One of foxhunting’s golden eras, the late Victorian and early Edwardian years, is brought to life in a new edition of Memories of the Shires, the 1920 collection of hunting reports by Otho Paget.
Capt Paget spent six days a week hunting with the Quorn, Cottesmore and Belvoir and writing reports, under the pseudonym Q, for The Field and other publications including Horse & Hound.
Now his grandson, Sir William Jaffray has worked with the publishers Methuen to reissue the book, adding period illustrations and information about the author.
“I read the original book a couple of years ago and thought it was a fun thing to put back out in print,” said Sir William.
“My grandfather would be amazed by the situation hunting is in today.”
One highlight of the book is an account of the Melton Mowbray Midnight Steeplechase in March 1890 — Capt Paget was one of only four competitors to complete the course int heir nightshirts.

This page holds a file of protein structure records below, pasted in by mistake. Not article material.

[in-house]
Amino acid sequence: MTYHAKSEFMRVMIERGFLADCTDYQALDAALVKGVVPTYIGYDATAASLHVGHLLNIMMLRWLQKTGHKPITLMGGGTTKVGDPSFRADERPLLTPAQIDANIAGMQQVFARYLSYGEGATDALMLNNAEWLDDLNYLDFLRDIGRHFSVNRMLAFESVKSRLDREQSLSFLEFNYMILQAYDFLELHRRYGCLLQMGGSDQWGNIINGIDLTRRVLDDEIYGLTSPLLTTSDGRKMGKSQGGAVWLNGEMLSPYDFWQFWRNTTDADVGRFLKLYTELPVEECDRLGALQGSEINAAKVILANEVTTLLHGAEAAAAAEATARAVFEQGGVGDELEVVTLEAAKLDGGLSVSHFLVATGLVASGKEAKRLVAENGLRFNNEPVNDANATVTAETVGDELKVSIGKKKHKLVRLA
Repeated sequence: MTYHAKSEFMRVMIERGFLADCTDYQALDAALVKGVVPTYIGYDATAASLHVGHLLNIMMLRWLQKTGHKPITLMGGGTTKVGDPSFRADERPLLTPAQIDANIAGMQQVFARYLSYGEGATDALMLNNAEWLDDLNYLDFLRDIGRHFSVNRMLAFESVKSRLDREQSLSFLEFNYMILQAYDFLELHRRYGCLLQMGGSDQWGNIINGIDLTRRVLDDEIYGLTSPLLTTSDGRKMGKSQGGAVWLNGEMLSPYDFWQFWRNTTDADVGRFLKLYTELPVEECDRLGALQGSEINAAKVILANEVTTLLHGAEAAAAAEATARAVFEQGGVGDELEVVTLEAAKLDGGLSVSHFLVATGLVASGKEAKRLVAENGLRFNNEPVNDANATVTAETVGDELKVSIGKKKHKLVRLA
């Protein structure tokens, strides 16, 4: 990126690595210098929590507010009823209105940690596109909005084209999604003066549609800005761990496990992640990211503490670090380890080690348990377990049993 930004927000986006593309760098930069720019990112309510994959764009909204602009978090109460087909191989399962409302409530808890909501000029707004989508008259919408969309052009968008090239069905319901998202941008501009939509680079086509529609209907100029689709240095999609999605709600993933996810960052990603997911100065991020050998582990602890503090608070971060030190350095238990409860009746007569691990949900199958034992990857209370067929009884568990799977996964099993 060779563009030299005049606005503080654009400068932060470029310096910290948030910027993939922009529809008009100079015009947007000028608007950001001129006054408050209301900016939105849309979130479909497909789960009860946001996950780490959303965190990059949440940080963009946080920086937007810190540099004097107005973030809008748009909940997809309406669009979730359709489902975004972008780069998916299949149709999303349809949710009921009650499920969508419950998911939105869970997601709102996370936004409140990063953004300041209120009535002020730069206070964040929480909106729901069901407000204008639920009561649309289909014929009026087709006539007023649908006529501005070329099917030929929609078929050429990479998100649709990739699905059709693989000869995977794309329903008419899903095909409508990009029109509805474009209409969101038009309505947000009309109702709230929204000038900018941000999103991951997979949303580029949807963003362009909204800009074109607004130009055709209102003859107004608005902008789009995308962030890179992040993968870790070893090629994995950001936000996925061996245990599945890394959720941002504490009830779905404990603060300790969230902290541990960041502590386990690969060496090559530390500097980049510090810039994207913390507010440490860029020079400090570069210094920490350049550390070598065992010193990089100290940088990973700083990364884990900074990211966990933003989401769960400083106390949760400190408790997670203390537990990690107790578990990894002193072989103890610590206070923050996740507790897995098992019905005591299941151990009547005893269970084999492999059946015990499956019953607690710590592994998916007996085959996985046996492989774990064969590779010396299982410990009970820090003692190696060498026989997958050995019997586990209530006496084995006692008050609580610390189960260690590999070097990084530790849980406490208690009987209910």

Sir William will talk about the book at Imperial College, London, on 21 November, from 4.20pm, and on 29 November, from 12.30pm.
For tickets, at £10 each including sandwiches and wine, email firstname.lastname@example.org.
And Sir William will talk at the Hunting Museum in Melton Mowbray on 22 November, from 6.30pm.
Admittance is free but a charge will be made for refreshments. Contact the museum on 01164 3053860 or email@example.com to book a place.
Memories of the Shires is available through the Countryside Alliance online bookshop for £25 plus £3.95 p&p.
A donation of £5 will be made from every sale to the campaign for the repeal of the Hunting Act.
This news story was first published in the current issue of H&H (25 October 2012)